Reports: ND752426-ND7: Thermodynamics of Nanoconfined Equilibrium Polymerizations

Sindee L. Simon, Texas Tech University

The objectives of the proposed investigation center around the hypothesis that nanoconfinement will influence the thermodynamics of equilibrium polymerizations.  The entropy of confined chains decreases on confinement, and in the case of strong confinement, confinement entropy scales with molecular size to a power greater than 1.0.  The mean field result[1] yields a scaling of the confinement entropy with N2 and Monte Carlo simulations[2] give a scaling with N9/4, whereas for theta-solvents, the scaling goes as N to the third power.2,[3]  The latter scaling with N3 is also consistent with experiments for poly(ethylene glycol) in nanochannels created by alpha-toxin.[4]   Thus, in the strong confinement regime, the change in Gibbs free energy on propagation (DGp = DHp - TDSp,  where DHpis the enthalpy change on propagation and DSp is the entropy change) might be expected to be modified by confinement.  In turn, the equilibrium constant Kp will decrease from the bulk value (for reactions having negative enthalpy and entropy changes on propagation) by an amount that depends on chain length raised to some power and nanoconfinement size raised to a negative power.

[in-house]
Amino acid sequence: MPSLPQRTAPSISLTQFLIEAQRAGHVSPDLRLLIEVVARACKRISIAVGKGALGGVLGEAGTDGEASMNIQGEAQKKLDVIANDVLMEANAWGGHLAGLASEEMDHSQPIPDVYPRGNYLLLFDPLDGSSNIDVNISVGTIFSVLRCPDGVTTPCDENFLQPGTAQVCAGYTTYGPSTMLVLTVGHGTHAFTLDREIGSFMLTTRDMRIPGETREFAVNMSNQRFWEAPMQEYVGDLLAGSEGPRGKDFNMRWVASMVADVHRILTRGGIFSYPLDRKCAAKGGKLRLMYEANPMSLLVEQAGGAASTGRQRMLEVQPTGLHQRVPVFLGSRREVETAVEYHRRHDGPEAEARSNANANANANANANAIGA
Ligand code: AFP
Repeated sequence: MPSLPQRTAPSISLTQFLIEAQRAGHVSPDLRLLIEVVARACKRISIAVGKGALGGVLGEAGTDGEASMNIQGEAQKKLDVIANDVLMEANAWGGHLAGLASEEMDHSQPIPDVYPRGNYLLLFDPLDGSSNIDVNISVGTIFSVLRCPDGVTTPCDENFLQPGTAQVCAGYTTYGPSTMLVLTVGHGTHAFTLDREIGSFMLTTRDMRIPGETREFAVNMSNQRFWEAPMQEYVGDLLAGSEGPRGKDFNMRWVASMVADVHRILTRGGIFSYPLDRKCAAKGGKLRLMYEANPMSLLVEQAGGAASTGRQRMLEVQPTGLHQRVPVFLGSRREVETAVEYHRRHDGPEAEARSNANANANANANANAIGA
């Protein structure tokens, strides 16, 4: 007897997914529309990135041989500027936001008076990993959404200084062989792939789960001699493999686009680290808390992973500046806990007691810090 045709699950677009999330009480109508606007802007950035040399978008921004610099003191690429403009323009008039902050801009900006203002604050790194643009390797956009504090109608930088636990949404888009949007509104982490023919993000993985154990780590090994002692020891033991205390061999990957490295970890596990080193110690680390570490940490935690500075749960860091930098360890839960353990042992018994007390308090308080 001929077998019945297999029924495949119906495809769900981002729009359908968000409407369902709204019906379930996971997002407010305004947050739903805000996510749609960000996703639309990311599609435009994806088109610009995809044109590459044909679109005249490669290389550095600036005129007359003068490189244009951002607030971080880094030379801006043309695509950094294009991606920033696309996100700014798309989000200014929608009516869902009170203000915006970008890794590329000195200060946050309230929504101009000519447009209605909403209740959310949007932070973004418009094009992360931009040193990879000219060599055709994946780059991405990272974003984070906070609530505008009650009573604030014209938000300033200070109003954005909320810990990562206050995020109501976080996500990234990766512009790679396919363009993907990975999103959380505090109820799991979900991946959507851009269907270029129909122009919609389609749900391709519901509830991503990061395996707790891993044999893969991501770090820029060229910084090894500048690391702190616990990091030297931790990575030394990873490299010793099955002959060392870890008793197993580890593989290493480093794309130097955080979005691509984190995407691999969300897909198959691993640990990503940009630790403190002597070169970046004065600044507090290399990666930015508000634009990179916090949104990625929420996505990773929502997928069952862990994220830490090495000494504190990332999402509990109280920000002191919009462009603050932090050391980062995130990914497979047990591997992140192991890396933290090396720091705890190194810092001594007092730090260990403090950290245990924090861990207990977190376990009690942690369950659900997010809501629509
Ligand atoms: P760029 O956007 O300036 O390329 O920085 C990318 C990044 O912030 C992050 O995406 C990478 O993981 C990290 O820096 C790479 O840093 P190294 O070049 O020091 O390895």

Our first test of this hypothesis have focused on making measurements for methyl methacrylate polymerization under nanoconfinement.   Bulk poly(methyl methacrylate) has a ceiling temperature of approximately 220 °C.  Under nanoconfinement in 13 nm pores of controlled pore glass (CPG), we find that the ceiling temperature shifts to lower temperatures, as shown in the Figure, where the residual heat of reaction is plotted on the y1 axis and the conversion is plotted on the y2 axis.  The shift in the ceiling temperature to lower temperatures is consistent with a decrease in the entropy of propagation under nanoconfinement.  The fit to the nanoconfined data in the Figure assumes that to a first approximation, this in entropy change does not vary with temperature.   Work in the coming year will focus on modeling the results to determine the scaling involved, as well as performing similar experiments for other equilibrium polymerizations.

[1].     C. Y. Kong and M. Muthukumar, "Polymer translocation through a nanopore. II. Excluded volume effect," J. Chemical Physics, 120, 3460 - 3466 (2004).

[2].     T. Ishinabe, "Conformational Properties of a Polymer Chain Confined between Two Plates,"  Journal of Chemical Physics, 83 (1), 423 -  427 (1985).

[3].     A. Cacciuto and E. Luijten, "Self-Avoiding Flexible Polymers under Spherical Confinement," Nano Letters, 6 (5), 901 - 905 (2006).

[4].     S. M. Bezrukov, I. Vodyanoy, R. A. Brutyan,  and J. J. Kasianowicz, "Dynamics and Free Energy of Polymers Partitioning into a Nanoscale Pore," Macromolecules, 29, 8517 - 8522 (1996).